Concerning the arduino there are also many ways to reduce electricity needs a lot. Nick Gammon wrote a very interesting article about reducing arduino’s power needs. Look at: http://gammon.com.au/power. Thanks you Nick for this great job!

In our example it would save lots of energy when setting the arduino to sleep and waking it up by interrupt from a real time clock e. g. DS1307 once a day.

Reducing electricity consumption is the first and most important step to a cost and resources effective and efficient power supply for our devices.

In the next posts we will talk about the battery that stores the energy to enable 24/7 operation. The first post is about battery basics and the second post is about how to select the battery that fits best to our needs. Also read about PV module basics, PV module dimensioning, the charge regulator and practical hints for building a system.

Enjoy

heliosoph

1. Gary D

-section: Calculating electricity consumption
-paragraph: 2
– unuseable wording: ” …. calculation is always the same: Power x time gives the ampere-hours…..”
– corrected wording: “… the same: current x time gives the ampere-hours…..”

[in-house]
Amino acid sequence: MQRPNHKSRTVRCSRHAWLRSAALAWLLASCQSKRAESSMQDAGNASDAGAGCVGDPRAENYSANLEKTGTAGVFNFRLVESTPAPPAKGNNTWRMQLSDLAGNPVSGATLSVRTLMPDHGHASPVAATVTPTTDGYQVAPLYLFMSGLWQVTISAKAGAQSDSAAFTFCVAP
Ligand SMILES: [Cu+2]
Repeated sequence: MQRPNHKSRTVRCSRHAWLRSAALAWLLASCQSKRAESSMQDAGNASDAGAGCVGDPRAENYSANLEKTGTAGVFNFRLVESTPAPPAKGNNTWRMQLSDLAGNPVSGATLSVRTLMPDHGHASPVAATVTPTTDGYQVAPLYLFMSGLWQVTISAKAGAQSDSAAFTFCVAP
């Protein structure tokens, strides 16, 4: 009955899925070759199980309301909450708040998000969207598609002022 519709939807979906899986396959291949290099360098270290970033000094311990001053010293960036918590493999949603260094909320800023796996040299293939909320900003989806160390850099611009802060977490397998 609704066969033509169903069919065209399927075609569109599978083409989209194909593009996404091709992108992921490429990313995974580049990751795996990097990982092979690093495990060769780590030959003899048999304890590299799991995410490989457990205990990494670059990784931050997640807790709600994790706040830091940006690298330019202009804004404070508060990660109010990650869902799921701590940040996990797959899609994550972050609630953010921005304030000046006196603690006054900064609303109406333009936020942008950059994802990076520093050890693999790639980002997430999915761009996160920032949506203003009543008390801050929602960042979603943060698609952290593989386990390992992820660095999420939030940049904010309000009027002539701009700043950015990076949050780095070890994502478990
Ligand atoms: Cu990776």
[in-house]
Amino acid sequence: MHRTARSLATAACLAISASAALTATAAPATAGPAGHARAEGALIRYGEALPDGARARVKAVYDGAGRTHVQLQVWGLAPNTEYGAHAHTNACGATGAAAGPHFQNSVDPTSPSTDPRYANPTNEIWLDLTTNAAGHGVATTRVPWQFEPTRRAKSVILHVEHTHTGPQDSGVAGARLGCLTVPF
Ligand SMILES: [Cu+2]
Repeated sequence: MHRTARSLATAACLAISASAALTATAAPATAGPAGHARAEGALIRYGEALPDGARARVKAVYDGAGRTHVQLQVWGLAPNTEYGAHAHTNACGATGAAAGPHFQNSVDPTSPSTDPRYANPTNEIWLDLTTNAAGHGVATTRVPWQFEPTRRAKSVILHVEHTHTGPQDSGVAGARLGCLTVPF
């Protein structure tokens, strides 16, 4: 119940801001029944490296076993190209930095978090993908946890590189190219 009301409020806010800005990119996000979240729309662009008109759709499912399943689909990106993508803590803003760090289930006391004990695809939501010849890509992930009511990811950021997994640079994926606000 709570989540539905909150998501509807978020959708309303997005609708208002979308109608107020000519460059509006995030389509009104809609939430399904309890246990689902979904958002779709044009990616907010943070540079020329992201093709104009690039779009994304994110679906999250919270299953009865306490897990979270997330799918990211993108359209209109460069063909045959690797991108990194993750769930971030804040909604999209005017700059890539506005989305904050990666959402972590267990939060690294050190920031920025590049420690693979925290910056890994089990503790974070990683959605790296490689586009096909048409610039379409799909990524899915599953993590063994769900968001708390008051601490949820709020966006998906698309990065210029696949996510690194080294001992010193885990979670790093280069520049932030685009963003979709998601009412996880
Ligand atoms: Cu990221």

– suggested additional sentence: Volt-ampere-hours = Watt-hours

1. heliosoph Post author

Hi Gary D

thank you very much for your comment! It shows me that people really read the stuff I wrote and gives me the chance to improve it. Sometimes proofreading twice is not enouth. I corrected the things in the post and added a small paragraph about energy calculation.

Thanks again

heliosoph

2. velican

hi.my project is purely dc,batteryless small photovoltaic power system.solar panel has output 12v/10w. but arduino work on 5v. how can I set connection solar panel and arduino? what can I do for this voltage difference?

1. heliosoph Post author

When you use an arduino board like the Uno R3 the voltage regulator in onboard. You can directly connect to your pv module when the open circuit voltage is not too high. You can find additional information on the arduino homepage when you look in the board documentation.
When you have a standalone chip like the Atmega328P you could take one of the common 3-pin voltage regulators like 7805 or 78L05. Don’t forget the additional capacitors between the pins.

Regards

heliosoph